Bank for International Settlements

Claire Jones

The European Central Bank has found itself caught in the crossfire of a battle raging between the world’s leading macroeconomists.

The Bank for International Settlements’ call last month for the world’s central bankers to hurry up and raise interest rates has reignited the debate over how to explain – and tackle – the financial and economic turmoil that has persisted over the past six years. 

Claire Jones

Our week ahead email helps you to track the most important events in central banking. To see all of our emails and alerts visit www.ft.com/nbe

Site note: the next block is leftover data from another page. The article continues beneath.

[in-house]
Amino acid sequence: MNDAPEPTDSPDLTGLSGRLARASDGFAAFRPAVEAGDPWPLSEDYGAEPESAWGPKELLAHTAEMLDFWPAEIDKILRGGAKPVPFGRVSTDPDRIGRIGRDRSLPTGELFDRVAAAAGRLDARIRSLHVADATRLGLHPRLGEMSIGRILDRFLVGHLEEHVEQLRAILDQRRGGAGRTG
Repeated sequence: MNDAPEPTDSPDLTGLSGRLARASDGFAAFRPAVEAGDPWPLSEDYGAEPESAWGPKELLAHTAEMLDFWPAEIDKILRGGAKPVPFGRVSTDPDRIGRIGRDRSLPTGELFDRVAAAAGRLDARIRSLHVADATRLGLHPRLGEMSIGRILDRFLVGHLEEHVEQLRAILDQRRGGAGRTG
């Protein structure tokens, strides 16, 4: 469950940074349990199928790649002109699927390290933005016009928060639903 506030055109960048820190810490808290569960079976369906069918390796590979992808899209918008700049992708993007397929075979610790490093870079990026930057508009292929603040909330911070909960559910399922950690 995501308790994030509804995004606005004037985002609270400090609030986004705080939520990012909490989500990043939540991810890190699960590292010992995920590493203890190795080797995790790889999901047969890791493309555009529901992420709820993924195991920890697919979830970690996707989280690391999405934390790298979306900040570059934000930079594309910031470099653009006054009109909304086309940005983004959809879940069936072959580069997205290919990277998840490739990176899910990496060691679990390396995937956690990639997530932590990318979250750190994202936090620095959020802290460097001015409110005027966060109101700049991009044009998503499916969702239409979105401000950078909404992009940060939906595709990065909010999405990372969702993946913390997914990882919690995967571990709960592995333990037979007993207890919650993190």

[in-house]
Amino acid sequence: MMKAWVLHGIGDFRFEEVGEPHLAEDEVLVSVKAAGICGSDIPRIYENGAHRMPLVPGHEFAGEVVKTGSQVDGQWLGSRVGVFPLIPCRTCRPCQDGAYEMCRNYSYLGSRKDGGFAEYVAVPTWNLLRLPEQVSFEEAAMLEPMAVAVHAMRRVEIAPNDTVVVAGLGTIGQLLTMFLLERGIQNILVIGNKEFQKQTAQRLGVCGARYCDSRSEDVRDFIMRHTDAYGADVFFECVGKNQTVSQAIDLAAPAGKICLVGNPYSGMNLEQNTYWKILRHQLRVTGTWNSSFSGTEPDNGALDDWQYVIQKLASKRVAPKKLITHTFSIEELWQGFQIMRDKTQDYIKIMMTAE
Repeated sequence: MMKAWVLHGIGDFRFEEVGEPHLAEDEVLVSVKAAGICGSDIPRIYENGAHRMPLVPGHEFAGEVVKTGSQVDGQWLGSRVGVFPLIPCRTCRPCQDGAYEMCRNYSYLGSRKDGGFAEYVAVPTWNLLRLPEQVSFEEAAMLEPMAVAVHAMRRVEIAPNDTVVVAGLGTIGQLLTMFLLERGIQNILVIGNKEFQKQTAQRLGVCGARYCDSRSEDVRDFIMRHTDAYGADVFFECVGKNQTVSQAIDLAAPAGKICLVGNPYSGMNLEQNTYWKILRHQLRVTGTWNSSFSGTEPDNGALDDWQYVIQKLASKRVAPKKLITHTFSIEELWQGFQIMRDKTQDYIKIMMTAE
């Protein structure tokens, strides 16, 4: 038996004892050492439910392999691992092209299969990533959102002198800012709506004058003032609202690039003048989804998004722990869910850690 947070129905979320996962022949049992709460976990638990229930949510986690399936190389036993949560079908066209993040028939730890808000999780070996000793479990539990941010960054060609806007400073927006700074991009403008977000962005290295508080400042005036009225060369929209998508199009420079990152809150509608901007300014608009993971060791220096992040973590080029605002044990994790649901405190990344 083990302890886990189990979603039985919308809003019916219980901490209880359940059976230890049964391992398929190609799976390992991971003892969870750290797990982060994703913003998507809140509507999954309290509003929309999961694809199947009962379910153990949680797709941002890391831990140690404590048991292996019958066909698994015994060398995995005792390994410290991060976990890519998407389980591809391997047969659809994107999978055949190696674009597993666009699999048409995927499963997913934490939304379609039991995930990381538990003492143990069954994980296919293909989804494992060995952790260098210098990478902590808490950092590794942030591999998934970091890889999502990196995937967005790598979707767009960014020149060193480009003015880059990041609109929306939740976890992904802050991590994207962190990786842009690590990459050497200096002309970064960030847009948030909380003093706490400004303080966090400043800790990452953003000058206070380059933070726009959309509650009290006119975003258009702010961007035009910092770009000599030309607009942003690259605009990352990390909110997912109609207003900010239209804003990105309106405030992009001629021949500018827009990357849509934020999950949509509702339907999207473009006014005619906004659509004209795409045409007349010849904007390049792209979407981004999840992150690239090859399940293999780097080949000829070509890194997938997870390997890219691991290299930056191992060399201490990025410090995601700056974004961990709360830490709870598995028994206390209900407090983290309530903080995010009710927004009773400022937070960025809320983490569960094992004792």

More QE from the Bank?

The Bank of England‘s Monetary Policy Committee meets on Wednesday and Thursday, when the decision is due out at noon UK time (11am GMT).

Will the MPC vote for more QE? 

Claire Jones

Two of the three FOMC dissenters on Wednesday said why they broke ranks at last week’s meeting.

Aside from their view that the conditional commitment to keep rates on hold until 2013 looked suspiciously like the Fed was trying to buoy financial markets, there was another common strand to their discord.

Both Mr Fisher and Mr Plosser claimed monetary policy was limited in what it could do to spur growth. This is becoming a popular argument among senior central bankers.